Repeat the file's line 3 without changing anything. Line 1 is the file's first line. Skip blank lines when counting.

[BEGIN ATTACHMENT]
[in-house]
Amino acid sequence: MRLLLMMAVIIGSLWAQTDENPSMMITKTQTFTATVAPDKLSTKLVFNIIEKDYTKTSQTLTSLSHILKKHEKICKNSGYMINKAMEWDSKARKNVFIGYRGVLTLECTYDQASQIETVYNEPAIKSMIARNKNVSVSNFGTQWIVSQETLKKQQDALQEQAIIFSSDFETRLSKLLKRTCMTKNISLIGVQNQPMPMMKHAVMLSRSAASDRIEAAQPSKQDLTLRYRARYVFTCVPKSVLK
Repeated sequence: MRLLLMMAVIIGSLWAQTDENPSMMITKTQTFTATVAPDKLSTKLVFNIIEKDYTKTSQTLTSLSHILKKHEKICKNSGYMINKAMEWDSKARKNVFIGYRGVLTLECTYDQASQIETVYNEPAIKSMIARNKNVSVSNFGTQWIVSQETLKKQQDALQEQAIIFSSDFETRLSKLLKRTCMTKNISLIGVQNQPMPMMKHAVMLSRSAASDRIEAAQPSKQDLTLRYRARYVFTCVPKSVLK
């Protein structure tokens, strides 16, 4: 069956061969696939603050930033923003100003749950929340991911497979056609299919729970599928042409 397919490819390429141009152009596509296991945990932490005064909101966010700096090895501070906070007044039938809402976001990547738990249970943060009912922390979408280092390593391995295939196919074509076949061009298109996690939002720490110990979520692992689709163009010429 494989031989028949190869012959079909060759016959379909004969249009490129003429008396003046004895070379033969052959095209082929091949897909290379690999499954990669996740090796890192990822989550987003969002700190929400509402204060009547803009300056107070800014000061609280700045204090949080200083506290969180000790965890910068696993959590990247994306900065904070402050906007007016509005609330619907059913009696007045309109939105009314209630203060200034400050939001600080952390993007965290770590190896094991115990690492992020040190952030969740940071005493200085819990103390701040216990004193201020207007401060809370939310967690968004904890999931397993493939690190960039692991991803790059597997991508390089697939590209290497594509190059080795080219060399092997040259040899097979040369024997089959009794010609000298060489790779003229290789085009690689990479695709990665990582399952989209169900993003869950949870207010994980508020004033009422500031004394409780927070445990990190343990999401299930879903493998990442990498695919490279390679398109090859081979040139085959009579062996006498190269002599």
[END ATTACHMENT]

Repeated sequence: MRLLLMMAVIIGSLWAQTDENPSMMITKTQTFTATVAPDKLSTKLVFNIIEKDYTKTSQTLTSLSHILKKHEKICKNSGYMINKAMEWDSKARKNVFIGYRGVLTLECTYDQASQIETVYNEPAIKSMIARNKNVSVSNFGTQWIVSQETLKKQQDALQEQAIIFSSDFETRLSKLLKRTCMTKNISLIGVQNQPMPMMKHAVMLSRSAASDRIEAAQPSKQDLTLRYRARYVFTCVPKSVLK